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Jennifer Gallagher, Ph.D.

Associate Professor

Why are individuals from a population different from each other? The genetic makeup of a population is stratified so that the individuals survive and continue the species when challenged by different environments. To understand which genetic differences matter the most between individuals in response to environmental challenges, we address these questions in the laboratory using yeast as a model organism. What can a single cell organism teach us about how individuals are suited for their environments? Yeast is a single celled eukaryote with a compact sequenced genome. Different strains of yeast are individuals in a population. There is more genetic diversity between two strains as there is between two human individuals. Using this wealth of genetic diversity, we can ask which kind of genes vary and how that variation influences response to different chemicals.

This genetic variation can be in the form of polymorphisms in coding regions, non-coding regions and regulatory elements, and copy number variation. Genetic variations in transcription factors and their binding sites can change gene regulatory networks allowing rapid adaption to new environments and provides insights into molecular mechanisms of these pathways. These changes in gene regulatory networks alter transcription and the cellular proteome, ultimately impacting an organism’s response to stresses and disease. Future experiments will explore how different chemicals such as chemotherapeutic drugs, hydrocarbons from mining and food additives affect cellular pathways.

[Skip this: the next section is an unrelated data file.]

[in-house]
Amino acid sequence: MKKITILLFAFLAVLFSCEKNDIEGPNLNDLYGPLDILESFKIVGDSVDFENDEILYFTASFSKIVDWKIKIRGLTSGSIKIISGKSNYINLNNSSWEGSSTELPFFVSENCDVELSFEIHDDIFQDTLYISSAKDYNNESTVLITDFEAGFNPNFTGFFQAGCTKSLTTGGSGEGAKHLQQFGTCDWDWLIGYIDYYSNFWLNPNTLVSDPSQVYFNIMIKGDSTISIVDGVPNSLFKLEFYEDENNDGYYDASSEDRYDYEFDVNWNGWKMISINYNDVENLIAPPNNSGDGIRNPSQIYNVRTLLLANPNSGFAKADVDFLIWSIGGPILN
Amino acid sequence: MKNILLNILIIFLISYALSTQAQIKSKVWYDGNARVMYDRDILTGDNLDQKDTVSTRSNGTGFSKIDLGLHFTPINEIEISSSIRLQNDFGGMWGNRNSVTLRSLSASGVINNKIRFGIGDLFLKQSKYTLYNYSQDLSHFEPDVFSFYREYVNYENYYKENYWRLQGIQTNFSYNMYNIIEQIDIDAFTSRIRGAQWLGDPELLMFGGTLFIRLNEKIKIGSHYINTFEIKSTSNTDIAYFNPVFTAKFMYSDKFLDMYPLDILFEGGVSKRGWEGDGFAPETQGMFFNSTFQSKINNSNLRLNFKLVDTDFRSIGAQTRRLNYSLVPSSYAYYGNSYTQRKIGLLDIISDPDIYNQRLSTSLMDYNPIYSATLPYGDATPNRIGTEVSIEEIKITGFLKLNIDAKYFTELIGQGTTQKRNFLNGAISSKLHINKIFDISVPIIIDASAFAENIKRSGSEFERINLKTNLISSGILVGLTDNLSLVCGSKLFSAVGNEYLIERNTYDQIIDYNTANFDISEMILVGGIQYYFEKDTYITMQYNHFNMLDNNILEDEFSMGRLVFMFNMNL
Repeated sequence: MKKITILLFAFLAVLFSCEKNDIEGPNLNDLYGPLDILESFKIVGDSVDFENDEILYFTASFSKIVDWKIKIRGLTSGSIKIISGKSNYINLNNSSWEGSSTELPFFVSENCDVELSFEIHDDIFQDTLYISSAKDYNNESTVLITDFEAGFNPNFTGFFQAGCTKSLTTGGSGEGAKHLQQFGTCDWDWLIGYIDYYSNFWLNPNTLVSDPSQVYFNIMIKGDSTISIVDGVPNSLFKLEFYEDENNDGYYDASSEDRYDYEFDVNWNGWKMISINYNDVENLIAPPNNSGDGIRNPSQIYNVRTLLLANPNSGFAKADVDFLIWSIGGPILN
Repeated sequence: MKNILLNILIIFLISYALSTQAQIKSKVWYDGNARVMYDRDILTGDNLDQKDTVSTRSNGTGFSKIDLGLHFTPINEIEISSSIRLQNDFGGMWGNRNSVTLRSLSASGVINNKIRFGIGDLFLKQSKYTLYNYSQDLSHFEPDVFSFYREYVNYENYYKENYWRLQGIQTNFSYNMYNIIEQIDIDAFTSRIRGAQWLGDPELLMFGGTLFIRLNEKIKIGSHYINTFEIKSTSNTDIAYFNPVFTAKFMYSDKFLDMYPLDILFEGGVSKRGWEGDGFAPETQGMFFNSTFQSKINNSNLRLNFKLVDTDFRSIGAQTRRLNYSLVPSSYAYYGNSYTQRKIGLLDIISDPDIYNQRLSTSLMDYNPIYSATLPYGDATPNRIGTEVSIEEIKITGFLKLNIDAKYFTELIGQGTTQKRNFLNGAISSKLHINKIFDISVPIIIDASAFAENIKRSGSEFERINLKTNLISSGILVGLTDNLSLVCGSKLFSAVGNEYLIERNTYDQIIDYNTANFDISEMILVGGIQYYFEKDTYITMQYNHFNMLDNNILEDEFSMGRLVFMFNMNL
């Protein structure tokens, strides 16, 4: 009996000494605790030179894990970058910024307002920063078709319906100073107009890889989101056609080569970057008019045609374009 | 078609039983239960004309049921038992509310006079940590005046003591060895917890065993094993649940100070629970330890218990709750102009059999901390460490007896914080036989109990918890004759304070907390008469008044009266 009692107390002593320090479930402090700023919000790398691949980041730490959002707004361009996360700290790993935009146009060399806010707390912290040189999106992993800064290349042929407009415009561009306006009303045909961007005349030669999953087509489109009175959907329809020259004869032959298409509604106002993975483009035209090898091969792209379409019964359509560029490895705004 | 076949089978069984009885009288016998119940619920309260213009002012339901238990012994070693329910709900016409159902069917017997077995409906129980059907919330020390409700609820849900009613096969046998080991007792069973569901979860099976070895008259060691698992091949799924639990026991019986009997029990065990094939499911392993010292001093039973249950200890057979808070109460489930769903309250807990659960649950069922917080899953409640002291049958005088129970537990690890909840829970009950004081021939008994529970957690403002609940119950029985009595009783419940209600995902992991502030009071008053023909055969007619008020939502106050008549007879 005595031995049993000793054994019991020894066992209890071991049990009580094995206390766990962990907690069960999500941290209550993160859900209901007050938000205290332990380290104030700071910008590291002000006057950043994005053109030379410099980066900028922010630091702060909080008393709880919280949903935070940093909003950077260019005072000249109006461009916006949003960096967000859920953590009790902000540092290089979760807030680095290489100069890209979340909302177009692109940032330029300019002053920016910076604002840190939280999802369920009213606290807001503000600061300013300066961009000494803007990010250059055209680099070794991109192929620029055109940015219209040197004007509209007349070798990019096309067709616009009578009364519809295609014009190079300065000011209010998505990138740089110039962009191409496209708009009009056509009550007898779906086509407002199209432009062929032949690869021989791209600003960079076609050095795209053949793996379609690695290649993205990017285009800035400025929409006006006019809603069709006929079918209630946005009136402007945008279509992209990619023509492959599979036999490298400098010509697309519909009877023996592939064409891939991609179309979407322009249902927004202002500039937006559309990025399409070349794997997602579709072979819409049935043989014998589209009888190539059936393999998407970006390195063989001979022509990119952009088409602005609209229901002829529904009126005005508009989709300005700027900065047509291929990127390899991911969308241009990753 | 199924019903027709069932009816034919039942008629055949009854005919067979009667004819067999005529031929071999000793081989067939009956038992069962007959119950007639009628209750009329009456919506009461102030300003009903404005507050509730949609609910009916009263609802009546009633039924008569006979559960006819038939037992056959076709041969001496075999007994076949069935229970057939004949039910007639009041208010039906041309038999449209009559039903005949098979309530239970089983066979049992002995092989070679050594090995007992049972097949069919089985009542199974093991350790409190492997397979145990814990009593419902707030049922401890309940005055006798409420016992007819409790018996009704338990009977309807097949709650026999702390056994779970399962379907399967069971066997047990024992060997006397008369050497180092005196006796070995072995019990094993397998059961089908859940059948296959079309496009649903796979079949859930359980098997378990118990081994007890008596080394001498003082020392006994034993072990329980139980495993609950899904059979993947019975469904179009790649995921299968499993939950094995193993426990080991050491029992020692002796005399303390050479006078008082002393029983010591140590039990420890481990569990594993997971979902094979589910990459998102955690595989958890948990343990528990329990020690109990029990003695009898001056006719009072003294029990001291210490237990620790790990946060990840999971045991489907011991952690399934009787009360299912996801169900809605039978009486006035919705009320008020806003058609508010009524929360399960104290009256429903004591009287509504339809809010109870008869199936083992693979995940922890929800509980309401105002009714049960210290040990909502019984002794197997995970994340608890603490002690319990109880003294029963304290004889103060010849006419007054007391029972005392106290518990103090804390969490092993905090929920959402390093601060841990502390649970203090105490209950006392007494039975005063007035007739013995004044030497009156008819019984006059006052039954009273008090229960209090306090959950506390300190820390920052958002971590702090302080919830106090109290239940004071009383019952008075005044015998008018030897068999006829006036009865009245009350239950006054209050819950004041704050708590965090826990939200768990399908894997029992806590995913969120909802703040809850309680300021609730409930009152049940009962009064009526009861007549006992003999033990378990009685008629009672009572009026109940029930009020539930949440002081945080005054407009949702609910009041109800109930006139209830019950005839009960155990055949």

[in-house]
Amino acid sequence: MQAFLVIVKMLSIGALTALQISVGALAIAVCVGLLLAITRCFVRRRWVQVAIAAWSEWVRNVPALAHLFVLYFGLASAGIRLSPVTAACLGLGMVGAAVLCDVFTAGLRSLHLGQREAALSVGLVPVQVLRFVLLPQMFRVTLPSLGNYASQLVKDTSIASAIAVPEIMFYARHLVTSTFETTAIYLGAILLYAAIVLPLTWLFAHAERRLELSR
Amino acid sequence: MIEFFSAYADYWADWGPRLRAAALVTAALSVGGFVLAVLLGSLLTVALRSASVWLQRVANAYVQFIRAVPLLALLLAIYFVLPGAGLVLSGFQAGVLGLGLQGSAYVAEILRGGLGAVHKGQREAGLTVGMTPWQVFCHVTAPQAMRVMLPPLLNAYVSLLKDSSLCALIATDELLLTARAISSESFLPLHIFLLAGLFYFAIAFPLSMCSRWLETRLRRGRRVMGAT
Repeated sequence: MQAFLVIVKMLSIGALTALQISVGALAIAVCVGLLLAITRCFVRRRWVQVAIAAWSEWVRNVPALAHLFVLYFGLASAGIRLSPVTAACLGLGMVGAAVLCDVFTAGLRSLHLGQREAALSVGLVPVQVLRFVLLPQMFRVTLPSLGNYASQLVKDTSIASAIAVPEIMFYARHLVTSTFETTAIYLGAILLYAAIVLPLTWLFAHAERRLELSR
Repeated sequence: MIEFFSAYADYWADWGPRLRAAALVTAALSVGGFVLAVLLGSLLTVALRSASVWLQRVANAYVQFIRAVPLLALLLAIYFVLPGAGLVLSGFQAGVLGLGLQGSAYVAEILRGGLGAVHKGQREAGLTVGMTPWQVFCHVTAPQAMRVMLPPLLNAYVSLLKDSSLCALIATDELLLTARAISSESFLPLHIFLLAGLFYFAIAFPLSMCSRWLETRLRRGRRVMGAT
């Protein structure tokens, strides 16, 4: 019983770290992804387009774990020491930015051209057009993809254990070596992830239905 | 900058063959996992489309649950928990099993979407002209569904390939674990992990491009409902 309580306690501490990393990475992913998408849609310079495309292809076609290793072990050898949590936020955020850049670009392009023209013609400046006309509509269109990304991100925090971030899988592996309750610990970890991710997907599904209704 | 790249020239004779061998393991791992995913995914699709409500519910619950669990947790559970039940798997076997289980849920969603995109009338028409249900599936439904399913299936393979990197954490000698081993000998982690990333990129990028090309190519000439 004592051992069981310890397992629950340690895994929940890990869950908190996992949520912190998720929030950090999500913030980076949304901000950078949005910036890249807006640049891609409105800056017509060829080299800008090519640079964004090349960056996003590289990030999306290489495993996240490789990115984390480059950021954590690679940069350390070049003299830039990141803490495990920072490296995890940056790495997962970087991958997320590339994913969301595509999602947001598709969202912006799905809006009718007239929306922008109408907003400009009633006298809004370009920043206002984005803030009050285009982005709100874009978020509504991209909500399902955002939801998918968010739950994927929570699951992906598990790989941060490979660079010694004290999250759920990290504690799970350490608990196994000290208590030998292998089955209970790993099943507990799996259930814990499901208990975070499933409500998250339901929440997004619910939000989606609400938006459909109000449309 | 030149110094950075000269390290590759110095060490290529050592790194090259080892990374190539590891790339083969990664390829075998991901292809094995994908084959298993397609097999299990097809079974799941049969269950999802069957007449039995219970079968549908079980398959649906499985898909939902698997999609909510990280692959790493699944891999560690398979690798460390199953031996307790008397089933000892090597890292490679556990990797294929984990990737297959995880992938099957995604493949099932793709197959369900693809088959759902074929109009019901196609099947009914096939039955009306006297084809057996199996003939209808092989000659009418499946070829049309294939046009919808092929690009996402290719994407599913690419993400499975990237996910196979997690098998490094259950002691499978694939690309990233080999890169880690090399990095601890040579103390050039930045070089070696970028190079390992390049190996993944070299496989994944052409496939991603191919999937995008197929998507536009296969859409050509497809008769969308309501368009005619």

Dr. Gallagher's lab uses high throughput genomics, transcriptomics and proteomics to address the impact of genetic diversity on cellular mechanisms within a species.

Systems biology addresses the cell as a whole by not focusing on a gene or one pathway; it instead incorporates new technologies to understand biological networks. As limits of detection in proteomics decrease exponentially, new questions in genomics and transcriptomics can be addressed. The correlation between levels of the transcriptome and the proteome is around r=0.4-0.7, depending on the method of measurement. Is there biological significance to the mRNAs whose levels are different than its protein level? The cells may contain a store of untranslated mRNAs to be used for coping with different environments. Cells can be faced with challenging conditions rapidly and these mRNAs could be ready to be translated in a moment notice. The cells could sequester these mRNAs in stress granules. Stress granules are amorphous RNA-protein bodies that have been difficult to biochemically purify and study.

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Dr. Gallagher's lab webpage